We are not prepared for a cyber attack on Western energy infrastructure

Pierluigi Paganini April 27, 2015

The NSA veteran Chief General Keith Alexander fears crippling cyber-attack on Western energy infrastructure and warned that we are not prepared for that.

Security experts are warning companies in the energy industry of possible cyber attacks and Western plants are more exposed to the cyber threats. Electric grids, oil refineries and power plants are the biggest targets for cyber-attack by hackers, warns the former chief of the National Security Agency, General Keith Alexander.

Alexander warns cyber attacks energy infrastructure

Alexander, who led the U.S. battle against cyber-threats for much of the last decade, was speaking at a private dinner held by IHS CERAWeek in Texas last week, reports the Daily Telegraph.

“The greatest risk is a catastrophic attack on the energy infrastructure. We are not prepared for that,” he declared.

General Keith Alexander is considered one if the greatest cyber experts due to more than a decades of experience in the fight against cyber-threats, according to the Daily Telegraph the official was speaking at a private dinner held by IHS CERAWeek in Texas a few days ago when he expressed the fear of crippling cyber-attack on Western energy infrastructure.

The fear appear legitimate due to the recent news regarding the different cyber attacks that hit the sector, the report recently issued by the DHS’s Industrial Control Systems Cyber Emergency Response Team (ICS-CERT) related to the period September 2014 – February 2015  highlighted that the majority of the attacks involved entities in the Energy Sector followed by Critical Manufacturing. About 30 percent of the incidents hit infrastructures in the energy sector, meanwhile Critical Manufacturing (i.e. manufacturing of vehicles and aviation and aerospace components) accounted for 27 percent.

The most disconcerting aspect is that more than half of the incidents reported by asset owners and industry partners involved sophisticated APT, this means that as explained by the General Keith Alexander the U.S. and its allies are at an ever growing risk of a systemic cyber-assault.

ICS/SCADA system were targeted by several categories of bad actors, including cyber criminals, insider threats and hacktivists.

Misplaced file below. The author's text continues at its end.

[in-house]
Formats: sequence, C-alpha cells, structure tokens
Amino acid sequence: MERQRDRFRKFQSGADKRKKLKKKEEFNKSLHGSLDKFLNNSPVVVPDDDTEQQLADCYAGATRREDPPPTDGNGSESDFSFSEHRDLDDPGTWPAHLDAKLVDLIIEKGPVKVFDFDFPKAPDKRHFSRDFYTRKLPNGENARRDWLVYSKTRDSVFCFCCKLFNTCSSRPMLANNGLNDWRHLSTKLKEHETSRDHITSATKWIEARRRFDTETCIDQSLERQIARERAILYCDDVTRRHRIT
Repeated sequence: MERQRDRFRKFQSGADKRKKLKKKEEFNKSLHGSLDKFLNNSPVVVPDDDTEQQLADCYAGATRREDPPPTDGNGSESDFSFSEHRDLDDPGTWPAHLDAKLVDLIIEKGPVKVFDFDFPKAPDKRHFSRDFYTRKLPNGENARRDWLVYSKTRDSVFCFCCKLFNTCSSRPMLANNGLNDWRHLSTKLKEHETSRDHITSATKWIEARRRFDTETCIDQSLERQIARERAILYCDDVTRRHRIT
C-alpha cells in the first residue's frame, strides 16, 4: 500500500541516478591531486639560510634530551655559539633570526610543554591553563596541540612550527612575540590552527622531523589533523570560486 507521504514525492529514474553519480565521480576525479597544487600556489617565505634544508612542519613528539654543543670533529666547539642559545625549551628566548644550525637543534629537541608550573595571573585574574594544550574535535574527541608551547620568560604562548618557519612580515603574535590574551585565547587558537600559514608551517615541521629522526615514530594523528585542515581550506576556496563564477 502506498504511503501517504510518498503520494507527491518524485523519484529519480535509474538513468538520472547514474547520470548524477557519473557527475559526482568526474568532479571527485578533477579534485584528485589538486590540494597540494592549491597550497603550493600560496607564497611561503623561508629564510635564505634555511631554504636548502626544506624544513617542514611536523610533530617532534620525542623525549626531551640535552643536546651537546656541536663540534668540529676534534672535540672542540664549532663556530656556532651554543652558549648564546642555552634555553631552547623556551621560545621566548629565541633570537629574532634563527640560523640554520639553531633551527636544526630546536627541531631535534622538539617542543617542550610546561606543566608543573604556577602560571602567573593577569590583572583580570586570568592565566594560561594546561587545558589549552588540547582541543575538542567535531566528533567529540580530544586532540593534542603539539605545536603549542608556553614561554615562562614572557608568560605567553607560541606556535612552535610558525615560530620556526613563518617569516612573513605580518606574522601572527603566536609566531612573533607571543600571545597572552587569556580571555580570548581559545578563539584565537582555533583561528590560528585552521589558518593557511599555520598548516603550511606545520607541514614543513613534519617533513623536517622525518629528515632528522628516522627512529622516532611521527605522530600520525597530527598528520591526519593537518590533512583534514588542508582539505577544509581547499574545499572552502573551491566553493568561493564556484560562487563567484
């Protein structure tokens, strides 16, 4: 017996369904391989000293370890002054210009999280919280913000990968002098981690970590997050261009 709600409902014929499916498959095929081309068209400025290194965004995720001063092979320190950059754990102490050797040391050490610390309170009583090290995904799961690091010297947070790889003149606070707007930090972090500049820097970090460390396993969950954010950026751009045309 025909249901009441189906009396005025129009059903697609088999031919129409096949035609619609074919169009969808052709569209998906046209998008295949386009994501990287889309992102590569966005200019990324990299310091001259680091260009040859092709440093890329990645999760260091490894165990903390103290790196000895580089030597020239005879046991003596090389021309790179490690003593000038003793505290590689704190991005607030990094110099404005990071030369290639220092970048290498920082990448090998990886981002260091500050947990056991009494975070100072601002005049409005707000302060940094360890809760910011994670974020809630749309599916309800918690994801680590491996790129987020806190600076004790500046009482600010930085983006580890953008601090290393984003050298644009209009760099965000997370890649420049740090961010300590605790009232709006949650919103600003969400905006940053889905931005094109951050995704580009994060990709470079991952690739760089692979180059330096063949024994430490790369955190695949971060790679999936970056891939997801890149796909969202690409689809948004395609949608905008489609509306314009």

The modern economy depends on numerous factors, a major cyber attack against any entities in the energy sector (i.e. oil refinery, energy grid) could have a dramatic impact in a global scale.

“We need something like an integrated air-defence system for the whole energy sector,” added Gen. Alexander.

Alexander illustrated the possible repercussions for a cyber attack predicting that energy infrastructure would be a hacker prime target, the former NSA Chief also listed five countries that have significant cyber-warfare capabilities, the US, UK, Israel, Russia and Iran.

I agree with General Keith Alexander, and I also include in the list the China and the North Korea, two countries that are significantly investing in the definition of a new generation of cyber weapons.

We have a clear idea of the possible effects that a cyber weapon like Stuxnet could have on the critical infrastructure of a Western country.

The current NSA chief Michael Rogers recently testified that the Government of Beijing is capable of cyber-attacks that could cause ‘catastrophic failures’ of an electricity grid, the water systems or any other energy plant.

The US intelligence considers Iran as the principal threats to the country, its state-sponsored hackers appear more interested to sabotage and destructions respect Chinese peers.

“The Iranians revealed their skill in August 2012 with a taunting virus attack on Saudi Aramco, Saudi Arabia’s state-owned oil giant. Hackers erased most of the company’s emails and documents, leaving an image of a burning American flag on the computer system as their calling card. There was a similar attack on Qatar’s state-energy group RasGas. The action was a form or retaliation for economic sanctions against Iran, but also a warning shot to Riyadh in an escalating battle for Mid-East dominance by the two regional superpowers. It is highly pertinent today given comments by leading figures in Tehran that the Saudis will be “punished” for their decision to drive down the price of oil.” reported The Telegraph

Speaking of cyber threats we cannot ignore the menace represented by terrorist organizations, including the ISIS, regarding the dreaded group Gen. Alexander admitted that Western Intelligence had failed to monitor the evolution of the threat across the Middle East.

Pierluigi Paganini

(Security Affairs –  energy industry, critical infrastructure)

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